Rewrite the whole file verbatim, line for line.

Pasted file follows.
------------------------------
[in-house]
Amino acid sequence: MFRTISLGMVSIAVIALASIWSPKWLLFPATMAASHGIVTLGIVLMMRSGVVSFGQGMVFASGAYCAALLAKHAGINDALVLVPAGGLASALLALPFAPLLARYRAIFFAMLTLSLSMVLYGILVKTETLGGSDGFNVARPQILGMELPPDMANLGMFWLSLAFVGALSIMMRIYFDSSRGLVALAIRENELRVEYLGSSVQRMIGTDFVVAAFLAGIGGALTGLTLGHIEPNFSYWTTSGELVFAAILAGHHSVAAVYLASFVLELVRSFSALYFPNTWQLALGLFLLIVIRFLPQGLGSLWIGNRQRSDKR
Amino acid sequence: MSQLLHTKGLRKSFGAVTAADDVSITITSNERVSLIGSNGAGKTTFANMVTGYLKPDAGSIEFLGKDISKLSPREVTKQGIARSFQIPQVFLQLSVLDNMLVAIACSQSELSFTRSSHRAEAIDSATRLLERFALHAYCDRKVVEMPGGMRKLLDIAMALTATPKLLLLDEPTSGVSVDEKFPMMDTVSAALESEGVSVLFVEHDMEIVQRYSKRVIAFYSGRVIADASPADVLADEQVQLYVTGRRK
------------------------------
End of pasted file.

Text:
[in-house]
Amino acid sequence: MFRTISLGMVSIAVIALASIWSPKWLLFPATMAASHGIVTLGIVLMMRSGVVSFGQGMVFASGAYCAALLAKHAGINDALVLVPAGGLASALLALPFAPLLARYRAIFFAMLTLSLSMVLYGILVKTETLGGSDGFNVARPQILGMELPPDMANLGMFWLSLAFVGALSIMMRIYFDSSRGLVALAIRENELRVEYLGSSVQRMIGTDFVVAAFLAGIGGALTGLTLGHIEPNFSYWTTSGELVFAAILAGHHSVAAVYLASFVLELVRSFSALYFPNTWQLALGLFLLIVIRFLPQGLGSLWIGNRQRSDKR
Amino acid sequence: MSQLLHTKGLRKSFGAVTAADDVSITITSNERVSLIGSNGAGKTTFANMVTGYLKPDAGSIEFLGKDISKLSPREVTKQGIARSFQIPQVFLQLSVLDNMLVAIACSQSELSFTRSSHRAEAIDSATRLLERFALHAYCDRKVVEMPGGMRKLLDIAMALTATPKLLLLDEPTSGVSVDEKFPMMDTVSAALESEGVSVLFVEHDMEIVQRYSKRVIAFYSGRVIADASPADVLADEQVQLYVTGRRK